Reunified and Released: Salvadoran mother and son reunited after eight months of separation
A Salvadoran mother and her four-year-old son are together again, eight months after U.S. border agents separated them at the border and four months after the Trump administration erroneously deemed them "ineligible" to reunite.
A federal judge in the U.S. District Court of the District of Columbia ruled Tuesday, November 27, that the Department of Homeland Security (DHS) must reunite the mother, referred to as Ms. Q in the case, and her son, "J", before midnight November 30. The pair were reunited in Texas, hours before the deadline, and released from DHS custody soon after.
"The Trump administration's open policy of cruelty and torture to families fleeing persecution has caused intense trauma with long-term consequences for children and parents," said CCR senior staff attorney Ghita Schwarz. "Last week's ruling — requiring the reunion of a traumatized four-year-old with his mother — is part of a consistent stance by federal courts to reject this vicious family separation policy."
International Criminal Court urged to open investigation into U.S. crimes in Afghanistan, citing Guantánamo detainee’s declining health
Last week, on behalf of one of the victims in the International Criminal Court (ICC) “Situation in Afghanistan,” we urged the Pre-Trial Chamber to grant the Prosecutor's request to open a formal investigation into crimes in and related to the armed conflict in Afghanistan. In January, the Center for Constitutional Rights had submitted "victims’ representations" on behalf of two men indefinitely detained at Guantánamo, detailing the torture the men endured in CIA black sites, proxy-detention, and Department of Defense facilities, in support of the Prosecutor’s request. Thursday, the Center for Constitutional Rights informed the ICC of serious concerns about the physical and mental health of one of the victims, Sharqawi Al Hajj, and the lack of adequate response to his situation by the United States.
"It has been more than one year that the victims in the Afghanistan Situation, including victims of U.S. torture, have been waiting for an answer as to whether the International Criminal Court might provide them with a measure of long-sought justice," said CCR Senior Staff Attorney and Victims’ Legal Representative Katherine Gallagher. "Today's (Thursday's) update to the Court, like daily news reports from the ground in Afghanistan, demonstrate that each day justice is delayed is one day closer to justice denied."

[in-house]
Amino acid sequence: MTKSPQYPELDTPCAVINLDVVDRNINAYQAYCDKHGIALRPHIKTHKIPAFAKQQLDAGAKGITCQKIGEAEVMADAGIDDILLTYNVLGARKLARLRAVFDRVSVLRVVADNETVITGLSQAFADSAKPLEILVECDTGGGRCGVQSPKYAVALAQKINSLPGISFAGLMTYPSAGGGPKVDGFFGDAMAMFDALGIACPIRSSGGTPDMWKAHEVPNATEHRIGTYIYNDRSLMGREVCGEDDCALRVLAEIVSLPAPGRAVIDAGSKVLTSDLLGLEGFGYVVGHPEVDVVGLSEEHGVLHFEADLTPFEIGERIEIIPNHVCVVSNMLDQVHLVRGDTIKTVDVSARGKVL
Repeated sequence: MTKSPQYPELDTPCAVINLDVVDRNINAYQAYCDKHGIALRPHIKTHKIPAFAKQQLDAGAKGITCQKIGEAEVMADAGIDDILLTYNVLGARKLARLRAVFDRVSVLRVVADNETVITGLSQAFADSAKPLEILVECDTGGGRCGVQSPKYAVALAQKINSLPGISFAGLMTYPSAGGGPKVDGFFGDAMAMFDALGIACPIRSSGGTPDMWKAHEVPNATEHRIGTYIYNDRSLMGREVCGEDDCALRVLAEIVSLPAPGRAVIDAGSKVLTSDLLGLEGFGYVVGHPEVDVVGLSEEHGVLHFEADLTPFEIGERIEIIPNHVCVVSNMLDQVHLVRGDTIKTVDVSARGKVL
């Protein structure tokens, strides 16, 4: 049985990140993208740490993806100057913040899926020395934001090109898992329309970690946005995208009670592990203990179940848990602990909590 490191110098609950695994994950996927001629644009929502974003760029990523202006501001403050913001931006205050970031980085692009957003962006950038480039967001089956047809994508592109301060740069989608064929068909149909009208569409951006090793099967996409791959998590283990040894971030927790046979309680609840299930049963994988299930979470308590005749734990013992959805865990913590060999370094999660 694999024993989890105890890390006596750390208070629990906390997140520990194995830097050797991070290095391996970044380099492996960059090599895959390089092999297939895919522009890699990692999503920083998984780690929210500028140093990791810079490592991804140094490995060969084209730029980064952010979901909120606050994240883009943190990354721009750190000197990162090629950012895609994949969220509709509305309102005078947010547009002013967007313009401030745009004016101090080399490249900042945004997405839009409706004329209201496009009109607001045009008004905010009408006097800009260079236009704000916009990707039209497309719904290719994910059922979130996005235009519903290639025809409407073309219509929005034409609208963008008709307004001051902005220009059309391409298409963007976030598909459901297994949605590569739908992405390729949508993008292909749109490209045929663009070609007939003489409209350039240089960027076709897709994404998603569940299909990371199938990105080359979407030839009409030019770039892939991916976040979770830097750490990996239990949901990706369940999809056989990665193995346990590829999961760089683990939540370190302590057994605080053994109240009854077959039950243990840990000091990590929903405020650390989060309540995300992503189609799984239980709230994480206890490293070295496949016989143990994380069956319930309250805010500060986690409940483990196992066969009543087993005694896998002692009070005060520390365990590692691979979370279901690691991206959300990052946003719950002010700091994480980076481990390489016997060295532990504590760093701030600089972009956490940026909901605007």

Trial concluded: Judge rules pipeline company trespassed but allows taking of private property
Last week, a Louisiana judge found that the Bayou Bridge Pipeline Company (BBP) trespassed on privately owned land when it constructed its oil pipeline in the sensitive Atchafalaya Basin, but allowed the company to exercise eminent domain over the property for its use. Landowners with property interests that span 38 acres in the basin, represented by the Center for Constitutional Rights and Atchafalaya Basinkeeper, challenged the land grab and damage to the property resulting from the construction of the pipeline without their permission. Following three days of trial, Judge Keith Comeaux awarded each of the landowners $150 in total for the expropriation and trespass. The landowners' attorneys say they will appeal court’s ruling.
"This case was always about holding a billion-dollar corporation legally accountable for its violations of the Louisiana and U.S. Constitutions and the damage it is doing to the Atachafalaya Basin," said Center for Constitutional Rights' Senior Staff Attorney Pamela Spees. "They made a calculated business decision that it was cheaper to violate the law than to follow it. While the court did find the company trespassed on our clients' land, the damages award validates their business decision."
We demand the DOE assistant secretary Marcus end attacks on free speech
We joined 10 other civil rights groups in sending a letter to U.S. Department of Education (DOE) Assistant Secretary for Civil Rights Kenneth L. Marcus, demanding he end his department's attacks on student free speech. The letter responds to Marcus's move in August 2018 to redefine antisemitism so that student speech supporting Palestinian rights is classified as antisemitic and is grounds for a federal investigation.
Prior to his appointment by Trump, Marcus was a leading apologist for Israel who openly urged filing complaints with the DOE to chill speech critical of Israel on college campuses, even after those complaints were dismissed on First Amendment grounds.